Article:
Esports team chosen, ready to begin competing in fall

Roster includes 27 players for three national video game leagues
Logan Koneczny, a junior, will compete this fall on the Rocket League team for UW-Stout esports.
​Jerry Poling | June 23, 2020

The team is set and the players are itching to log in to begin a new era of intercollegiate competition, esports, this fall at University of Wisconsin-Stout.

The university’s and UW System’s first official varsity collegiate esports team will begin competing online in three esports leagues. Rocket League begins in the fall. Competition in Overwatch and League of Legends will be held during the spring semester.

UW-Stout esports logo“Stout will come out of the gate and be pretty competitive,” said Andrew Cleveland, assistant director of Student Life and Services. “We have a lot of talent on campus and from incoming students for all three games.”

Logan Koneczny, a junior from Hermantown, Minn., will be on the Rocket League squad and expects UW-Stout to do well. He and other team members competed independently recently in the Collegiate Rocket League and took 19th in the U.S. out of 250 teams.

“We are only going to improve from there. We’ll be able to compete with the big colleges,” said Koneczny, who is majoring in computer networking and information technology, with a minor in mathematics.

Four of the seven UW-Stout Rocket League players have a Grand Master rating, or the top 0.5% within their region. They lobbied for UW-Stout to field a Rocket League team when it originally wasn’t planned.

Koneczny has been playing Rocket League since high school, with the goal of competing collegiately. “It’s really been a dream of mine to play college esports, and I’m sure it was for a lot of other players as well. To finally see a dream come true is really amazing,” he said.

Andrew ClevelandTeam tryouts were held in the spring. A total of 139 students applied, 50 were invited to try out and 27 selected for the 2020-21 varsity and junior varsity teams. The co-ed team includes 15 nationally ranked players.

“We told the team that it’s not an individual gaming journey anymore. It’s bigger than that — you’re playing for Stout now,” said, Cleveland, who has overseen development of the team with Dave Beck, director of the School of Art and Design.

The coaches, all students, are:

  • Rocket League, Kyle Gabel, of Beaver Dam, a sophomore majoring in psychology
  • Overwatch, Tobey Riedmann, of Menomonie, a sophomore who hasn’t decided on a major
  • League of Legends, Ian Yang, of Minneapolis, a sophomore majoring in industrial design.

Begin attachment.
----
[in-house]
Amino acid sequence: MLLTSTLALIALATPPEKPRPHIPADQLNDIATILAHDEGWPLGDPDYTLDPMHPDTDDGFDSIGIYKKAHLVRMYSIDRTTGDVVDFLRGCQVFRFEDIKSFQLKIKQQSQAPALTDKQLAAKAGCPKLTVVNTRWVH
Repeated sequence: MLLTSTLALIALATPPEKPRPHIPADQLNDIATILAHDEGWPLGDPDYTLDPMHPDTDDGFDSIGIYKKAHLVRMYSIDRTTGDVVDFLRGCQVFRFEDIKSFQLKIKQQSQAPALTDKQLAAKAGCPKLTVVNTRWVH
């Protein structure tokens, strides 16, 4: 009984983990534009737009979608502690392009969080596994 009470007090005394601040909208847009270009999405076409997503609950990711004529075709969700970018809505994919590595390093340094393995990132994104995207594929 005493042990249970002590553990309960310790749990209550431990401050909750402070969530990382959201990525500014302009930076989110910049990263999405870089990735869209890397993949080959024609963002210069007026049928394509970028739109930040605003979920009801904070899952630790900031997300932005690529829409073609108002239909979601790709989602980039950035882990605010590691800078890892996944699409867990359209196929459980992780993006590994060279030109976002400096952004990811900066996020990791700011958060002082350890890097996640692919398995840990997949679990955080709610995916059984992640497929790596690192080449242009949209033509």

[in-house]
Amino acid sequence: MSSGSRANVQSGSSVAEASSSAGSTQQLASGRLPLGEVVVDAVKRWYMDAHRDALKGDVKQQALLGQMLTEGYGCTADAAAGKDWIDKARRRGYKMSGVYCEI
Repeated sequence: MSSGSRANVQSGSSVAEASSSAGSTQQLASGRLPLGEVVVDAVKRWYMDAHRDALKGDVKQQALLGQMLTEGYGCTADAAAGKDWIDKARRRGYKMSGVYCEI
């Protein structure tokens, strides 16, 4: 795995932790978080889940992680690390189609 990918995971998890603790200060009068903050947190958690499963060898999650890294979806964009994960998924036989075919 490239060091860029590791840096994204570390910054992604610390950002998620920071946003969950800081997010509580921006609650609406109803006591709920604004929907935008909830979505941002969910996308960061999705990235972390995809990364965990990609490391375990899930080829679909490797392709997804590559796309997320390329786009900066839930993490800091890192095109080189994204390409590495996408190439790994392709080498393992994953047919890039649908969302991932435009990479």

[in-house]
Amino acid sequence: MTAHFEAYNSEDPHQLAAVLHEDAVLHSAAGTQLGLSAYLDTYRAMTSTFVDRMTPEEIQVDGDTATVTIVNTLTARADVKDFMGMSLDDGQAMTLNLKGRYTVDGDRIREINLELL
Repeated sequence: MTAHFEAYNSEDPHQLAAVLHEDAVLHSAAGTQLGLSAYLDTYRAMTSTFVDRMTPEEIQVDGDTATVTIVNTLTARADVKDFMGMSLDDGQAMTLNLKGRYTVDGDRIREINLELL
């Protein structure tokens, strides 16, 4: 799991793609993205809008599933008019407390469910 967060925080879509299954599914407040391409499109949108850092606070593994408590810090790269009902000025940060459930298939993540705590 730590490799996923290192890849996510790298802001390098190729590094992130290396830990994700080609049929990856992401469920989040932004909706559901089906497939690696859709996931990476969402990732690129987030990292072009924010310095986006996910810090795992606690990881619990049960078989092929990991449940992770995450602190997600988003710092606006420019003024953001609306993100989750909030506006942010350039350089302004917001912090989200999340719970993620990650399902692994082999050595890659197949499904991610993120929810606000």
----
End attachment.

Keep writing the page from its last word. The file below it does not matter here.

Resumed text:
The Blue Devil competitions tentatively will be streamed on Twitch to allow fans to watch.

Riedmann is an experienced Overwatch player, ranked in the top 500 in North America. The Overwatch and League of Legends players aren’t as experienced as the Rocket League squad, he said, but have promise.

Tobey Riedmann, a sophomore, will coach UW-Stout’s Overwatch esports team in the spring.I have high hopes for our esports teams over the next few years,” Riedmann said. “I am excited to share my experience to help develop a competitive and cohesive team.”

UW-Stout’s home “arena” will be a computer lab in the University Library. Players will be able to compete remotely, if needed, Cleveland said.

Esports on the rise

UW-Stout is a member of NACE, the National Association of Collegiate Esports, which has about 125 college teams.

The esports industry has been growing in popularity, at the college and professional level. In fall 2019, the League of Legends world championship drew 44 million viewers.

Matthew Gunderson helped develop the UW-Stout program as an assistant during the 2019-20 academic year. “Esports is exploding at an unprecedented rate and is a proven system for colleges to attract talent and new students to the university,” he said.

UW-Stout has a nationally ranked Bachelor of Fine Arts program in game design and development-art and a computer science program with a game design concentration. A Master of Fine Arts in design has a game design concentration.

UW-Stout’s new esports team builds on a campus culture that includes a video game undergraduate program and the Stout Game Expo, a biannual event that features games created by students.

 

The campus gaming culture includes the biannual Stout Game Expo and PONG — Peoples’ Organization of Network Gaming — that draw hundreds of people to the Memorial Student Center.

Gunderson, from Hudson, graduated in May with two degrees, business administration and psychology. He was president of PONG for two years.

Matthew GundersobnPONG is a massive cultural experience for gamers at Stout, as nowhere else will you find a college campus that holds three-day LAN (local area network) parties for 300 people,” said Gunderson, who has moved on to graduate school.

This fall, the esports program assistant will be Blake Bissel, a senior from Stillwater, Minn., majoring in computer science-game design.

Applications are open for the 2021-22 UW-Stout team.

“The reception to starting esports on campus has been phenomenal, particularly from students who are excited this level of competition is being offered,” Cleveland said.

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Photos

UW-Stout Blue Devil esports logo

Andrew Cleveland

Tobey Riedmann, a sophomore, will coach UW-Stout’s Overwatch esports team in the spring.

UW-Stout’s new esports team builds on a campus culture that includes a video game undergraduate program and the Stout Game Expo, a biannual event that features games created by students.

Matthew Gunderson


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